Before outlining how to build a narrative strategy, let’s zoom out and understand the bigger picture behind why we reframe. Recall in Module 3 you learned about cultural evolution (an onto-shift towards an inter-being narrative environment); in Module 6 you mapped different narrative communities on an appropriate mapping framework (such as the knowledge-system framework). Here in Module 7 we are reframing the narratives of the narrative communities in order to evolve culture. 

There are two ultimate aims of intervening through narratives/reframing: The first is to evolve narratives beyond anthropocentrism, and towards an ethic of interbeing (see description of cultural evolution and the “ontological-shift” in Module 3). We can visualise this “onto-shift” using the mapping framework from Module 6. As you can see in the diagram, we want to move narrative communities or clusters of narrative communities into the top right quadrant so their logics evolve to support a more regenerative system and a higher plurality of knowing. This is cultural evolution. 

The second aim is the unity or harmonisation of narratives and narrative communities through their underlying logics, so we are more likely to convince the critical mass of the public needed to shift culture in the direction of life-affirming futures. 

The theory of change behind this onto-shift is based on the idea of the “Overton window”, or “window of discourse” which describes the range of political ideas deemed acceptable to the public. In other words, the narratives in the public conversation set the boundaries of public and political acceptability around the “written rules” of laws/policies and the “unwritten rules” of culture (Robinson, 2018). The aim of Culture Hack Labs is to make the radical common sense (or, move the Overton window towards the radical, or, the non-anthropocentric cultures based on an ethic of interbeing). Read more about this theory of change.

The Narrative Strategy

Now that you have developed a new narrative frame, you need to create a narrative strategy around these new frames. Recall that in Modules 4, 5, and 6 you developed a Point of View Statement, a listening model, and a coherent map of the narrative landscape. We are now able to determine the key parameters for conducting a “culture hack”. In this unit, we will look at narrative dynamics and the communities that we want to target for your new narrative frame. In Module 6, through the mapping of the narrative landscape, we were able to identify the evolution of narratives in the time frame we established in our listening model. Hacking narratives means intervening in the path currently undertaken by the different narratives. As we propose new frames, our intention is to change the trajectory of a narrative to trigger new actions and events. This is where we must consider the impact we wish to exert on the environment where narratives evolve. 

In sum, the narrative strategy must answer the following questions:

  1. Which narrative communities are you focusing on?
  2. How will you engage them to achieve your narrative objectives? 
  3. What medium will the intervention be? (we offer guidance for this in Module 8)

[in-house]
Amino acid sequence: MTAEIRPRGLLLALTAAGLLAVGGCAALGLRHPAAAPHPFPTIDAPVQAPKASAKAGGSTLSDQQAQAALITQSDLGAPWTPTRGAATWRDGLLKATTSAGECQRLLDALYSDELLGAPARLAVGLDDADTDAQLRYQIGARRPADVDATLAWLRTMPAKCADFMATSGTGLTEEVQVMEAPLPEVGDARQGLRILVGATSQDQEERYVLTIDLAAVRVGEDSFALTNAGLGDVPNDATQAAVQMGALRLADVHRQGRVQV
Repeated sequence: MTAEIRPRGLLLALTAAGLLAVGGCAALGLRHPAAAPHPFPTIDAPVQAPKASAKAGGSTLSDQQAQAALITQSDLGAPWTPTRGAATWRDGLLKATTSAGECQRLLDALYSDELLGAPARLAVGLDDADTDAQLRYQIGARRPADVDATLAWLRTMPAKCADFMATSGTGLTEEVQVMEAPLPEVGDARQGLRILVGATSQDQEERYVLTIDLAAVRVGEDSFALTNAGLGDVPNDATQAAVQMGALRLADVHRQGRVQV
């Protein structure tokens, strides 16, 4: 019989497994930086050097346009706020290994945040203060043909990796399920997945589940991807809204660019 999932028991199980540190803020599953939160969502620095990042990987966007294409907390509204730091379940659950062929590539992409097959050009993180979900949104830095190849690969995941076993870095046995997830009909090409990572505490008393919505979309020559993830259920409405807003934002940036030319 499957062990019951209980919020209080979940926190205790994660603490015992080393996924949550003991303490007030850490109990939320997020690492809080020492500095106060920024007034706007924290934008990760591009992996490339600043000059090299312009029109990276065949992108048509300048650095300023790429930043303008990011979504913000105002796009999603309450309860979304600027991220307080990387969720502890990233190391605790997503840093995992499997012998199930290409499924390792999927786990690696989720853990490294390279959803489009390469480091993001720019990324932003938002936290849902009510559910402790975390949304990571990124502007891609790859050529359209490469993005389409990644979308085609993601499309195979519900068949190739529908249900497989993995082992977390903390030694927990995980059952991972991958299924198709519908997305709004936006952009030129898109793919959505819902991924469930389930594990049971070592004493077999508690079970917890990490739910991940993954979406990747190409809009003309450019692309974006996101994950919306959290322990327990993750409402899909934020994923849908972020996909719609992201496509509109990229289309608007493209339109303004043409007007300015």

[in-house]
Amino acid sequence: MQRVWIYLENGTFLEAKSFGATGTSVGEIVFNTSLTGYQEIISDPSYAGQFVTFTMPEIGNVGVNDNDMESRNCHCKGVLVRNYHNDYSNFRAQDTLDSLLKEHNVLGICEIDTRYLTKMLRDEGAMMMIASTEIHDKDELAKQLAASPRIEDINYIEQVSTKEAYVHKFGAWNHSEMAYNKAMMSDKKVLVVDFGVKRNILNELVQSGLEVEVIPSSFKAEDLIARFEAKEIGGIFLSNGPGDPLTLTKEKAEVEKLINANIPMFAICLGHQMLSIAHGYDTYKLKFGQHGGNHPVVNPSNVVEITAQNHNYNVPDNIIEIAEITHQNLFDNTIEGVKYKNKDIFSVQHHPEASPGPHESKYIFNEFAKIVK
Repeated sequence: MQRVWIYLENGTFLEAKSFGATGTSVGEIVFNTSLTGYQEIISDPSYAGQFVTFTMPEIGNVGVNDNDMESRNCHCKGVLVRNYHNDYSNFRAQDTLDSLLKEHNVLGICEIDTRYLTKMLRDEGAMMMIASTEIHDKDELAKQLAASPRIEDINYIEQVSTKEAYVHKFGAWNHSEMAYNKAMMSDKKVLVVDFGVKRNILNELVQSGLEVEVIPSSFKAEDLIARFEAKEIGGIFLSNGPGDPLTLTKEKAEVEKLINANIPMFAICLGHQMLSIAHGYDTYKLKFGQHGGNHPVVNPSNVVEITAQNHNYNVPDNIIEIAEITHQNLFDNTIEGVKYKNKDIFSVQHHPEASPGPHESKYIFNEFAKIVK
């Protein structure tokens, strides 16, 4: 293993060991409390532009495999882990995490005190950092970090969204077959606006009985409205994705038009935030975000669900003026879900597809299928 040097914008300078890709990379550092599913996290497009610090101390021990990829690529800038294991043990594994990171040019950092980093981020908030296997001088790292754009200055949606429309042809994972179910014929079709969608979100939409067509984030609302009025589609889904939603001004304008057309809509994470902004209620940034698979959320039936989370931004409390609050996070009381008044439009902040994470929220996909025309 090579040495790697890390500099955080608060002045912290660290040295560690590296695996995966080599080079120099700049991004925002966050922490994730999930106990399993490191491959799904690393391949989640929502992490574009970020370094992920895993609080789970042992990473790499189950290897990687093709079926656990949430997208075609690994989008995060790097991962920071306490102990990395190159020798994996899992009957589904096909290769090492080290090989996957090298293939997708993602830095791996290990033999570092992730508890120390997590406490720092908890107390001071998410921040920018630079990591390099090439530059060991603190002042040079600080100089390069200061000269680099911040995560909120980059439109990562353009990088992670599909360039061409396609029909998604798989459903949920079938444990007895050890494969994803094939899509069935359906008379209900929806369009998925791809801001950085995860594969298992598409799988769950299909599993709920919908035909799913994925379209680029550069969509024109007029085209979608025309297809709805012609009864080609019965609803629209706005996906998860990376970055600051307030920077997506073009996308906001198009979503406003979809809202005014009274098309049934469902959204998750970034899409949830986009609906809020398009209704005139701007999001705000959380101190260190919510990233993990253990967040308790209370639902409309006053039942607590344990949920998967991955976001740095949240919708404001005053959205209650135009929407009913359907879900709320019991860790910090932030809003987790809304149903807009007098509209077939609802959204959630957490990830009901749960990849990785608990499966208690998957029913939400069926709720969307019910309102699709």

To provide more detail to your strategy, think about the following:

  • What is the current trajectory of the various narrative communities?
  • In what way do the narrative communities intersect?
  • What direction do we want these narrative communities to take in the narrative space? (please refer to the Systems Knowledge Framework, and the idea of the onto-shift – described in the deep dive section above)
  • What kind of intentions and actions do we seek to encourage through our new frames?

Narrative Communities & Audience

The listening model gave us information regarding the narrative communities that are active in shaping the narratives we seek to intervene in. We must decide whom to speak to (target audience), and who is best positioned to spread our messages (influential nodes). In turn, this will guide how we craft the key messages, what symbols we must pick, and what type of content we can create to represent the new frames. The target audience for the messages we want to communicate are the narrative communities we identified in our narrative objectives. They are also the audience whose views matter enough to swing the pendulum on a particular social issue. It is important to understand that all audiences are narrative communities but not all narrative communities are audiences.  Questions that can guide this inquiry are:

  1. Which audiences are you targeting with your frame?
  2. Who is part of this audience? 
  3. What is the audience profile? Age, gender, tastes, political stances & socio-economic situations, etc.

A narrative intervention or ‘culture hack’ is different from a marketing strategy. A marketing strategy seeks to increase product or service sales by tailoring a specific communication strategy that responds as closely as possible to the interests and tastes of the targeted consumer audience, mostly for profit. For narrative change practitioners, the goal is profoundly different.

We ultimately seek to cultivate cultures that are life centric. We are looking for messages, frames, and communications that can unify many different communities towards life-centric goals. These commonalities are where we are most likely to convince a critical mass of our audience(s) – see the deep dive section above for more.

When thinking about how to communicate these new frames these are the questions you should ask:

  1. What are the shared interests of the audience? 
  2. Is there a common discourse, a recurrent theme? 
  3. Is there a preferred type of media to express their opinions, tastes, and political stances?
  4. What are common metaphors? Common myths, symbols?

Influential nodes are members of the communities who have an influential role in the public conversation. As a result, they hold a certain influence in shaping the narrative. Look back at the mapping of the narrative landscape and answer the following questions:

  • Who are the leaders/influential figures that are most listened to?
  • What is the difference between these influential communities according to the type of power, political stance, age range, socio-economic, cultural background, etc?